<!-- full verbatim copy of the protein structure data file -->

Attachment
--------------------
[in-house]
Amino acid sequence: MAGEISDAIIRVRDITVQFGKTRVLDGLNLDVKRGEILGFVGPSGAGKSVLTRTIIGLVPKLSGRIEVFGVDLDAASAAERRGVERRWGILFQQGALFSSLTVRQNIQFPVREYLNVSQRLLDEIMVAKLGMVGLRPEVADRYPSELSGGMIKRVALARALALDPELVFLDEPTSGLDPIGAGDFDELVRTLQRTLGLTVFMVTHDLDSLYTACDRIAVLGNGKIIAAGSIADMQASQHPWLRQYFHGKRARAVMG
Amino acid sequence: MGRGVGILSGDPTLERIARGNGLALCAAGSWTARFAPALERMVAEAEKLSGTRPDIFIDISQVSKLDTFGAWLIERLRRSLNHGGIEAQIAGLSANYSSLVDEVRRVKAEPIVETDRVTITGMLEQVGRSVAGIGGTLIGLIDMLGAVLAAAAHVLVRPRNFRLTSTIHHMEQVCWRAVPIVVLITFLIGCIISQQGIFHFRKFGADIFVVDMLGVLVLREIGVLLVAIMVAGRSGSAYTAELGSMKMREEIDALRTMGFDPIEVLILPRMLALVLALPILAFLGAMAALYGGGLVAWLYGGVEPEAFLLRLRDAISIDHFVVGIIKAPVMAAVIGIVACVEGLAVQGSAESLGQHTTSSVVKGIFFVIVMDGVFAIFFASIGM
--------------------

[in-house]
Amino acid sequence: MAGEISDAIIRVRDITVQFGKTRVLDGLNLDVKRGEILGFVGPSGAGKSVLTRTIIGLVPKLSGRIEVFGVDLDAASAAERRGVERRWGILFQQGALFSSLTVRQNIQFPVREYLNVSQRLLDEIMVAKLGMVGLRPEVADRYPSELSGGMIKRVALARALALDPELVFLDEPTSGLDPIGAGDFDELVRTLQRTLGLTVFMVTHDLDSLYTACDRIAVLGNGKIIAAGSIADMQASQHPWLRQYFHGKRARAVMG
Amino acid sequence: MGRGVGILSGDPTLERIARGNGLALCAAGSWTARFAPALERMVAEAEKLSGTRPDIFIDISQVSKLDTFGAWLIERLRRSLNHGGIEAQIAGLSANYSSLVDEVRRVKAEPIVETDRVTITGMLEQVGRSVAGIGGTLIGLIDMLGAVLAAAAHVLVRPRNFRLTSTIHHMEQVCWRAVPIVVLITFLIGCIISQQGIFHFRKFGADIFVVDMLGVLVLREIGVLLVAIMVAGRSGSAYTAELGSMKMREEIDALRTMGFDPIEVLILPRMLALVLALPILAFLGAMAALYGGGLVAWLYGGVEPEAFLLRLRDAISIDHFVVGIIKAPVMAAVIGIVACVEGLAVQGSAESLGQHTTSSVVKGIFFVIVMDGVFAIFFASIGM